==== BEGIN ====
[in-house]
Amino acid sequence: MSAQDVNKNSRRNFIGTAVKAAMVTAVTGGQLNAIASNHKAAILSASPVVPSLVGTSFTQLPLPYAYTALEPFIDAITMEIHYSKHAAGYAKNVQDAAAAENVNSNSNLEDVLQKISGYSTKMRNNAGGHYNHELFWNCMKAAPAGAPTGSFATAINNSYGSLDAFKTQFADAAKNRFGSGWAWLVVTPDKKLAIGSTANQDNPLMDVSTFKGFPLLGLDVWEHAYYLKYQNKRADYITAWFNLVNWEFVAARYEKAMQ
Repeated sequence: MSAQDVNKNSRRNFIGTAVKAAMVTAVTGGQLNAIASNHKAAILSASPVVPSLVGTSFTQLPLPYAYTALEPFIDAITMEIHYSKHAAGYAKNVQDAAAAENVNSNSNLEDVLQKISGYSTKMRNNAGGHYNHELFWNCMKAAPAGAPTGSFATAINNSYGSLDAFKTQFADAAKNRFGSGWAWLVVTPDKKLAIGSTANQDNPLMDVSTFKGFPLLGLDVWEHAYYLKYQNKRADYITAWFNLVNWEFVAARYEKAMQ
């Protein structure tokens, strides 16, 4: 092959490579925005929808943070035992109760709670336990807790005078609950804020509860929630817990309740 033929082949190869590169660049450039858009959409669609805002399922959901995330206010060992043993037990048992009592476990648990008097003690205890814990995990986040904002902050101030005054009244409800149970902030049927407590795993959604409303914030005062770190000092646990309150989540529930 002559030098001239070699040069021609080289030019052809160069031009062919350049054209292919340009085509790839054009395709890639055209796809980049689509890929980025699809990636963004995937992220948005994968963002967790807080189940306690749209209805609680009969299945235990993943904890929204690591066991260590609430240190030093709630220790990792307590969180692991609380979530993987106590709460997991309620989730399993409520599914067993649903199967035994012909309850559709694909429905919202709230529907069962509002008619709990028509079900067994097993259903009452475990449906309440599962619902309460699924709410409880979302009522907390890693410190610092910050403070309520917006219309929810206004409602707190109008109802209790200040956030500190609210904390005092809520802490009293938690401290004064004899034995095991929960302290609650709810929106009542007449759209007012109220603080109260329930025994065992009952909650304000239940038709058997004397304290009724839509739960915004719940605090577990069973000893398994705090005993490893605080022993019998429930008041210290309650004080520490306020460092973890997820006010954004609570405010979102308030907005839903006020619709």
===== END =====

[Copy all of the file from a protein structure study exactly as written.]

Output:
[in-house]
Amino acid sequence: MSAQDVNKNSRRNFIGTAVKAAMVTAVTGGQLNAIASNHKAAILSASPVVPSLVGTSFTQLPLPYAYTALEPFIDAITMEIHYSKHAAGYAKNVQDAAAAENVNSNSNLEDVLQKISGYSTKMRNNAGGHYNHELFWNCMKAAPAGAPTGSFATAINNSYGSLDAFKTQFADAAKNRFGSGWAWLVVTPDKKLAIGSTANQDNPLMDVSTFKGFPLLGLDVWEHAYYLKYQNKRADYITAWFNLVNWEFVAARYEKAMQ
Repeated sequence: MSAQDVNKNSRRNFIGTAVKAAMVTAVTGGQLNAIASNHKAAILSASPVVPSLVGTSFTQLPLPYAYTALEPFIDAITMEIHYSKHAAGYAKNVQDAAAAENVNSNSNLEDVLQKISGYSTKMRNNAGGHYNHELFWNCMKAAPAGAPTGSFATAINNSYGSLDAFKTQFADAAKNRFGSGWAWLVVTPDKKLAIGSTANQDNPLMDVSTFKGFPLLGLDVWEHAYYLKYQNKRADYITAWFNLVNWEFVAARYEKAMQ
């Protein structure tokens, strides 16, 4: 092959490579925005929808943070035992109760709670336990807790005078609950804020509860929630817990309740 033929082949190869590169660049450039858009959409669609805002399922959901995330206010060992043993037990048992009592476990648990008097003690205890814990995990986040904002902050101030005054009244409800149970902030049927407590795993959604409303914030005062770190000092646990309150989540529930 002559030098001239070699040069021609080289030019052809160069031009062919350049054209292919340009085509790839054009395709890639055209796809980049689509890929980025699809990636963004995937992220948005994968963002967790807080189940306690749209209805609680009969299945235990993943904890929204690591066991260590609430240190030093709630220790990792307590969180692991609380979530993987106590709460997991309620989730399993409520599914067993649903199967035994012909309850559709694909429905919202709230529907069962509002008619709990028509079900067994097993259903009452475990449906309440599962619902309460699924709410409880979302009522907390890693410190610092910050403070309520917006219309929810206004409602707190109008109802209790200040956030500190609210904390005092809520802490009293938690401290004064004899034995095991929960302290609650709810929106009542007449759209007012109220603080109260329930025994065992009952909650304000239940038709058997004397304290009724839509739960915004719940605090577990069973000893398994705090005993490893605080022993019998429930008041210290309650004080520490306020460092973890997820006010954004609570405010979102308030907005839903006020619709």